Lost in Space is a science fiction family adventure show that aired from 1965 to 1968 detailing the adventures of the Robinson family (mom Maureen, dad John, older daughter Judy, younger daughter Penny, young son Will), space pilot Don West, conniving Dr. Smith, and a robot. The series was inspired by The Swiss Family Robinson, and its origins can be traced back to a 1962 comic book series called The Space Family Robinson.
Lost in Space lasted three seasons; the first was in black and white and, by all accounts, is considered the best, as the entire cast received ample coverage. When the show moved to color, focus shifted almost entirely to the misadventures of Will, the robot, and an increasingly over-the-top Dr. Smith. Stories also reportedly suffered, delving more into fantasy and camp (giant carrot aliens, anyone?) instead of actual science fiction – much more geared towards juveniles than Lost in Space’s contemporary, Star Trek.
You may remember the film remake that came out in 1998 starring William Hurt and Joey from Friends. You may also remember hearing about the failed 2003 remake; the sets ended up in the Battlestar Galactica remake. Netflix is currently developing yet another remake for the near future…
But this review is about the first episode, itself is a remake of the first pilot (which didn’t have Dr. Smith and the robot at all).
In the far-off year of 1997, humanity’s been dealing with an overpopulation crisis and lack of resources. Hope lies in Jupiter 2, a spacecraft designed to travel to Alpha Centauri to establish a new colony for humans. The Robinson family has been selected for this incredibly important mission “for its unique balance of scientific achievement, emotional stability, and pioneer resourcefulness.”
Here Comes Dr. Smith
As the Robinsons (all wearing crude silvery jumpsuits) prepare for their mission, Dr. Zachary Smith secretly boards Jupiter 2, following orders from an unseen organization to sabotage the mission. He reprograms the onboard robot to sabotage the ship’s systems exactly eight hours after launch.
Unluckily for Dr. Smith, he gets trapped aboard the ship just as it takes off. His extra mass veers the Jupiter 2 off course into the path of meteoroids.
Problems to Solve
Smith awakens Major West (Jupiter 2’s pilot) and the Robinsons from suspended animation, and they try to repair damage to the ship from meteoroid impacts. In a way-too-long scene, the ship’s artificial gravity is taken offline, and the kids have fun floating around.
Things calm down for a moment before Smith remembers that he programmed the robot to sabotage the ship in eight hours, which is…right about now! He’s unable to stop the robot, and the Jupiter 2 heads off into hyperspace, going faster than light.
The robot is subdued and Jupiter 2 finally stops in an unknown region of space, cut off from all communications from Earth. Lost.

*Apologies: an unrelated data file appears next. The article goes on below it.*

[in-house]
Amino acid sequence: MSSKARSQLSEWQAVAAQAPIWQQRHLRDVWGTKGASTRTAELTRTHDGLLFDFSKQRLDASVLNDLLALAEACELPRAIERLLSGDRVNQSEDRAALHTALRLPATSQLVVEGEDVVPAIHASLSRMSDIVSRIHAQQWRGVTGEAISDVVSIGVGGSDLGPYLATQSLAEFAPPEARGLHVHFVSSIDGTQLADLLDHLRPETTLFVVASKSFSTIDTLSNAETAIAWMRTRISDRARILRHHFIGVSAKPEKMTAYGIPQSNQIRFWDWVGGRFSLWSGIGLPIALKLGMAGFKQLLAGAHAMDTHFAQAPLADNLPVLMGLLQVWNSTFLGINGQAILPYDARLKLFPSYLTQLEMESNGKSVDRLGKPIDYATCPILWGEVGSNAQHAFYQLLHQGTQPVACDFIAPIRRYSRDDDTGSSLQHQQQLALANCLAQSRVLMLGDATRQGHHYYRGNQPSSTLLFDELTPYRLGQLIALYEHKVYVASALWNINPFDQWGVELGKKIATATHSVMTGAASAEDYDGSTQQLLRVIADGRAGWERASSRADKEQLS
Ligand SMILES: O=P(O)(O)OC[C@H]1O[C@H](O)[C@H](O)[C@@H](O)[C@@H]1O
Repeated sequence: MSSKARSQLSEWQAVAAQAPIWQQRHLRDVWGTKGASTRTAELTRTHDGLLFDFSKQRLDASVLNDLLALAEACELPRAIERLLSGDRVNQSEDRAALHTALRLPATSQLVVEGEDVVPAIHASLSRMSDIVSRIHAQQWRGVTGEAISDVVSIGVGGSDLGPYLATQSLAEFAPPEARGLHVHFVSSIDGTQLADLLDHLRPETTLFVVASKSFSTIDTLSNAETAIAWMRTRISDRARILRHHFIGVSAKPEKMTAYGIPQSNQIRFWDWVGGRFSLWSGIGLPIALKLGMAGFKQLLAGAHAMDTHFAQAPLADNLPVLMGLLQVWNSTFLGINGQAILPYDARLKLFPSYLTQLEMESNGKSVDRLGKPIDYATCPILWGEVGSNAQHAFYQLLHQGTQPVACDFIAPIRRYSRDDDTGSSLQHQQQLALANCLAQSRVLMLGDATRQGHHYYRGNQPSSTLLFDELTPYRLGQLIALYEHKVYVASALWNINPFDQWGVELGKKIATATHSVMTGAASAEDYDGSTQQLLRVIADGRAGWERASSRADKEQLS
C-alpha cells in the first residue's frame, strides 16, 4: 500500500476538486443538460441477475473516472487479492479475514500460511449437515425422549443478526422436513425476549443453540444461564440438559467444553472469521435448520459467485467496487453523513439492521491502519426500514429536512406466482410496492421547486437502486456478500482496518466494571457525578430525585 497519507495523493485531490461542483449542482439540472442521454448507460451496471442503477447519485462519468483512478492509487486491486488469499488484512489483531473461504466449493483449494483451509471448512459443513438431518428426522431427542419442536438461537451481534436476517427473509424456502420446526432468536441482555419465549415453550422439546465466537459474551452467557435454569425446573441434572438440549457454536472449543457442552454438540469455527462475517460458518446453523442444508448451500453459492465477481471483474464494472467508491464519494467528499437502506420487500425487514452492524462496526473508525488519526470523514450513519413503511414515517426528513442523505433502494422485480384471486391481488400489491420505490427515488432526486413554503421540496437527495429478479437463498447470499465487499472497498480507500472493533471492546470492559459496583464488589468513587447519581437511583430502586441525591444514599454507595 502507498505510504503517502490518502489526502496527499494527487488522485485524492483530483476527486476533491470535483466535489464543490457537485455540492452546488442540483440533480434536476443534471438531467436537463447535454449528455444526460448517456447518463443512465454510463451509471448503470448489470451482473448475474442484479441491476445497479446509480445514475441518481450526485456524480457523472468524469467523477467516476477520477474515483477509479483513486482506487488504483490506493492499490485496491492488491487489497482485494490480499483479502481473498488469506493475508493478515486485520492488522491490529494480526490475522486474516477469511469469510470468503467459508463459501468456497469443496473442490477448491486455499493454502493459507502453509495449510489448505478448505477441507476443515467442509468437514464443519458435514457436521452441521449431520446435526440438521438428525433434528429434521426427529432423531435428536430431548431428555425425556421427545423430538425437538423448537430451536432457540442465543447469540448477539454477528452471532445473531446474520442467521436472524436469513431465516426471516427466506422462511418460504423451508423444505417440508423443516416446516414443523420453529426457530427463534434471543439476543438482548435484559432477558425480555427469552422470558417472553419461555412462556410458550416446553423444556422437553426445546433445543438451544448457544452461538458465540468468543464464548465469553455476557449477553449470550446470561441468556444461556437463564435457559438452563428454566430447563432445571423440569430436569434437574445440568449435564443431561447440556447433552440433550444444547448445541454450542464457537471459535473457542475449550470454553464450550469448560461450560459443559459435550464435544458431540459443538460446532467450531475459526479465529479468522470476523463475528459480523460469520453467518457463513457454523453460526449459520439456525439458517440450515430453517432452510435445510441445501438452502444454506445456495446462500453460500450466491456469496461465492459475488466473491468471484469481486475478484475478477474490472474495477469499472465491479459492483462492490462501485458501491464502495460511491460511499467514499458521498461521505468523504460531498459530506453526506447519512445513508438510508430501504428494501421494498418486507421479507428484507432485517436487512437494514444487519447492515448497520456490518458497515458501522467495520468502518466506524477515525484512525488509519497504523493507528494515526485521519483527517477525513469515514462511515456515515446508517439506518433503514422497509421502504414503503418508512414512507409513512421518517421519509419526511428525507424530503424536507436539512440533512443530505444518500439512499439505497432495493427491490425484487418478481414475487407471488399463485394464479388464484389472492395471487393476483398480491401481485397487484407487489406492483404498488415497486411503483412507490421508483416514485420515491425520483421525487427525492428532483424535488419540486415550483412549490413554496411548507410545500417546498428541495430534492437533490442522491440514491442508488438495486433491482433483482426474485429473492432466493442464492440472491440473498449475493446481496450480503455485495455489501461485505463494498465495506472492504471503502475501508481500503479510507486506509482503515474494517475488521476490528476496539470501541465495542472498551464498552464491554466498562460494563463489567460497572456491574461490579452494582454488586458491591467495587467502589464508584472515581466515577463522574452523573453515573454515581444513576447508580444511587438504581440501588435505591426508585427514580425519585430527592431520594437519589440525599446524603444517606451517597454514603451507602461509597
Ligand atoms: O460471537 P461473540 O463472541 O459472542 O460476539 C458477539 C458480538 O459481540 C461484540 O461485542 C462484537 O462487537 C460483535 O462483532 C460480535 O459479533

John Robinson puts on a space suit and heads outside to do more repairs on Jupiter 2, but his tether to the ship snaps, and he floats away. His dear wife Maureen gets ready to go out and rescue him.
I heard the first season, especially the first five episodes (the only real serialized portion of the show) were a bit darker than what came later. Even still, this episode felt pretty light and had plenty of silliness, mostly from the kids.
For its time, the production values were pretty good. The set and costume designs were still firmly rooted in the sci-fi aesthetics of the era, with flying saucers, ray guns, and shiny outfits.
It’s still essentially a kids (or family) show. Very light with plenty of comic relief. There’s no moodiness or sobbing as one would expect to find with characters in the position of being lost in space.
Dr. Smith, played by the Jonathan Harris, is the most memorable in this episode (and perhaps the show). We spent the most time with him, so it was pretty much from his point of view. An interesting development, considering he wasn’t even in the show’s first pilot. He’s selfish and self-serving, but his duplicitous nature and the execution of his schemes were fun to watch. One can’t help admiring him.
The rest of the characters didn’t really do much of anything memorable. Don is clearly the archetypal “action guy” of the group, the Robinson kids are kids, and the Robinson adults are science-types.
Out of everyone this episode, the daughters received the least characterization. I can hardly recall them saying more than a line or two! The mom was pretty cool at the end when she volunteered to rescue her husband. I wonder how that’ll go down in the next episode.
The robot was pretty neat-looking and clearly similar to Forbidden Planet’s Robby…which makes sense considering they’re both designed by the same person!
What really got me was the pace. It was so slow, and I felt the characters kept running in circles to solve their problems. The plot of the episode could have easily been told in half the runtime.